The second Greek bailout: Ten unanswered questions

1) Will the Greek centre hold?
Although the EU/IMF/ECB troika has finally managed to pressure former Greek Prime
Minister George Papandreou and the leader of centre-right New Democracy party Antonis
Samaras into providing written commitments to uphold the austerity plans should either win
April’s general election, doubts remain over the strength and the actual relevance of the
commitment sought by Greece’s public lenders.1
Firstly, Samaras has long held ideological objections to the austerity approach and said in
his letter that he will seek “policy modifications” in the future – suggesting he may well still try
to renegotiate the plan after the elections.
Secondly, and more importantly, are the Commission, ECB and others really liaising with the
right people in Greece? Recent polls have suggested that the three hard-left parties would
garner a combined 42.5% of support – i.e. potentially more than New Democracy and
PASOK together that currently poll at 31% and 8% respectively. In other words even if these
two parties entered a coalition, they would still not have a majority in parliament. The Greek
electorate is moving towards the extremes of the political spectrum – presumably because
Greek voters increasingly see the two mainstream parties as mere executors of the
demands of the Troika, Germany, France and others.2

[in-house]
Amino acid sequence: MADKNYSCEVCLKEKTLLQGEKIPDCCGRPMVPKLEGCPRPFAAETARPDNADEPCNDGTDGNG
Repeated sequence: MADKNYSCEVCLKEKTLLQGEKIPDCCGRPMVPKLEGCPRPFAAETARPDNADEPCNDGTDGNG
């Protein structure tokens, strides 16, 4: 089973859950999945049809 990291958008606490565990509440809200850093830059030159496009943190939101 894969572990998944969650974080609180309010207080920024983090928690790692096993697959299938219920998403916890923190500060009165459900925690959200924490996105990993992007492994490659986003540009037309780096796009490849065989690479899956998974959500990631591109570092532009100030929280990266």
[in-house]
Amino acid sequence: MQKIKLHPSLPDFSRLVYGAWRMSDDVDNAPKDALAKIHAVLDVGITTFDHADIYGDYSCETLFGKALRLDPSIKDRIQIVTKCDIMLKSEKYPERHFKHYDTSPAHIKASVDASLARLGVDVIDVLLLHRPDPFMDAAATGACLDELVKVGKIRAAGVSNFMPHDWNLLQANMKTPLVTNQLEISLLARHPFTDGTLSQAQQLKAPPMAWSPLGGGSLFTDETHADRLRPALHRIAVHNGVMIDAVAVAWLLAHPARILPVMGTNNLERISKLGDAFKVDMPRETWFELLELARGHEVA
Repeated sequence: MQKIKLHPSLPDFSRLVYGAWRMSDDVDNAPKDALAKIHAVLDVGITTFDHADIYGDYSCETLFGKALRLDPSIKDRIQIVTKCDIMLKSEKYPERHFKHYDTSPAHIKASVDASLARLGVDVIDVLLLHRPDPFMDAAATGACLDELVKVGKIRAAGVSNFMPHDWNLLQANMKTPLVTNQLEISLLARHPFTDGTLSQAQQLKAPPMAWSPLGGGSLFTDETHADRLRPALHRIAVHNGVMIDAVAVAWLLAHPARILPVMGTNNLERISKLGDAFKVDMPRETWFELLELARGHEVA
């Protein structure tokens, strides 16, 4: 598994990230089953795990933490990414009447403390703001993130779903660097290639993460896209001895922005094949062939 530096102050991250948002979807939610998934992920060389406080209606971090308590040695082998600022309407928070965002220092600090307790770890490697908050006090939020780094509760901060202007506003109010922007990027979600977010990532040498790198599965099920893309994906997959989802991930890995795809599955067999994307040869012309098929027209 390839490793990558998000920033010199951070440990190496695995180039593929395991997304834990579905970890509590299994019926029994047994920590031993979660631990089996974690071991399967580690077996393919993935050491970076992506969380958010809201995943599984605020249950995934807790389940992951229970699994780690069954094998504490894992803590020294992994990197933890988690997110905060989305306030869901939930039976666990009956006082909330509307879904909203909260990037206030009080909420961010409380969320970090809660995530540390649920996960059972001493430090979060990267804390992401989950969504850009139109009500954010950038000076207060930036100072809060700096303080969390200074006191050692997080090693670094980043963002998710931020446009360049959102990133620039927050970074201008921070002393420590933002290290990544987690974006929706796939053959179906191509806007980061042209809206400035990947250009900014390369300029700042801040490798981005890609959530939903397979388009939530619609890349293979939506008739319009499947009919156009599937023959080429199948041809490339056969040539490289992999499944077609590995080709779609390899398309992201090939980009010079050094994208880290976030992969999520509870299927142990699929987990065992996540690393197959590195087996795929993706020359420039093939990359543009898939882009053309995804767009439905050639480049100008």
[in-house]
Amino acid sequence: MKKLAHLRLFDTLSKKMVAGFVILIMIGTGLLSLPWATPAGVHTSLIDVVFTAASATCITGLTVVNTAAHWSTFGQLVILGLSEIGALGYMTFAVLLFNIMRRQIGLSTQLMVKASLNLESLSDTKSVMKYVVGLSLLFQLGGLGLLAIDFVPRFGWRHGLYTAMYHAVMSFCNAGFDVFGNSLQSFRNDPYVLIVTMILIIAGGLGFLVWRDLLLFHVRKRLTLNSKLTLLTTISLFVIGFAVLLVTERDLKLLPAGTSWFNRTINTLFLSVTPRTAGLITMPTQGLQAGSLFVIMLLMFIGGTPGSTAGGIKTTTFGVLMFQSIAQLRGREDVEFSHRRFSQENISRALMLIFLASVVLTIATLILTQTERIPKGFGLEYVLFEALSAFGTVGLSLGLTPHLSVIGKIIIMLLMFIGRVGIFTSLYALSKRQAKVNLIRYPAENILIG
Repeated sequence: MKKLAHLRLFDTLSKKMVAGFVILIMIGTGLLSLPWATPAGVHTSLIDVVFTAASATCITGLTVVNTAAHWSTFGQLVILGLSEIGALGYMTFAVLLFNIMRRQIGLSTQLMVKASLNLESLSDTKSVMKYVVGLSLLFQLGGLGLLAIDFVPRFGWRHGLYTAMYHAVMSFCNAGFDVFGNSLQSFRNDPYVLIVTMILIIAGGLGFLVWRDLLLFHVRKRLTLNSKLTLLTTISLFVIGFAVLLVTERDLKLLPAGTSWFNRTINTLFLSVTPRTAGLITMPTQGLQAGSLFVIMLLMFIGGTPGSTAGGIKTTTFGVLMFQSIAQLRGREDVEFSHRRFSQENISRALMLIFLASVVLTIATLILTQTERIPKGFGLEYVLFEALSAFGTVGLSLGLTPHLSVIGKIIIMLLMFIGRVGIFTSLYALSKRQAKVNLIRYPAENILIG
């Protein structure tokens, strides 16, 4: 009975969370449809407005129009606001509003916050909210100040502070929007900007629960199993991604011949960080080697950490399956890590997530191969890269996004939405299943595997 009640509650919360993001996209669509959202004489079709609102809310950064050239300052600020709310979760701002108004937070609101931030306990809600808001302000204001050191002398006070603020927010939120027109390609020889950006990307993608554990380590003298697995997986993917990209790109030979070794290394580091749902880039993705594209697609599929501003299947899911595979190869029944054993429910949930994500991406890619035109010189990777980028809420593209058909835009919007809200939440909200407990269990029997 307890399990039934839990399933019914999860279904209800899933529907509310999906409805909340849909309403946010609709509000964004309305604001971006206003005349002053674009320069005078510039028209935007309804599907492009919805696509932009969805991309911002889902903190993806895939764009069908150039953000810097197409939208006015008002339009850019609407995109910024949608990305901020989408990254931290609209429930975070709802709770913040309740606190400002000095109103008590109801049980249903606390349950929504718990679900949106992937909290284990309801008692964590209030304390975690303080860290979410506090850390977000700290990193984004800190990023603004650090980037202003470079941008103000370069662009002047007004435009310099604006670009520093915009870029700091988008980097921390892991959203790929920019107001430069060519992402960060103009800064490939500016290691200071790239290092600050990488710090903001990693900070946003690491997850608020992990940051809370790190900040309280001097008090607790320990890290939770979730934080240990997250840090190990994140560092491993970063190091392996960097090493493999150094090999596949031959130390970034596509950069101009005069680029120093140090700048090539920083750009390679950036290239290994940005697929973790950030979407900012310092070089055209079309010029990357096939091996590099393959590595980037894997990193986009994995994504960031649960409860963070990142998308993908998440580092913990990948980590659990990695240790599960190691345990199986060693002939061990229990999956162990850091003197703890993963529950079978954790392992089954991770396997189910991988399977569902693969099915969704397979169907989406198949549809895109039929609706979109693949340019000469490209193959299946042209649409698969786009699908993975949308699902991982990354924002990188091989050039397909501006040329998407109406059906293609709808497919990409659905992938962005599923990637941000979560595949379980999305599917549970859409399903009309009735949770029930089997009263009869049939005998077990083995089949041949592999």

Will it be resolved? No. The other parties will never provide a written commitment to
austerity, while even if New Democracy manages to lead the next coalition government,
Samaras will likely try to renegotiate the plan at some point.
2) Are Greek government commitments credible? Can Greece fill the €325m budget
gap this year?
The rise in support for the extreme parties also raises pertinent questions over how much
more austerity Greek society can take – and therefore how credible any government
commitments to impose further budget cuts are. Greek Public Order Minister Christos
Papoutsis said recently:
«Greece has made all the efforts that it needed to do, and the people cannot take any
more…The government is making superhuman efforts and we have reached the limits of the
social and economic system. From now on, Europe has to take the responsibility.» 3
This is unlikely to change and will probably only get worse. The latest programme commits
Greece to 150,000 public sector job cuts over the next three years. Proportionately, as a
share of population, that is the same as cutting over 800,000 jobs from the UK public sector,
more than current UK plans and at a faster rate. Greek public workers and unions have no
intention of giving in without a fight. Meanwhile, the increasing exasperation of the eurozone
with the Greek proposals for cutting the deficit will probably lead to an increasing demand for
oversight and eurozone control in Greece – a politically undesirable development likely only
to inflame the issues mentioned above.
The fine line that the eurozone is treading was further highlighted when Greek President
Karolos Papoulias responded angrily to eurozone criticisms of Greece, saying, “We are all
obliged to work hard to get through this crisis, but we cannot accept insults from [German
Finance Minister Wolfgang] Schäuble. Who is Mr Schäuble to insult Greece? Who are these
Dutchmen, who are these Finns?”4
The niggling €325m gap in the bailout deal, which the eurozone still isn’t convinced Greece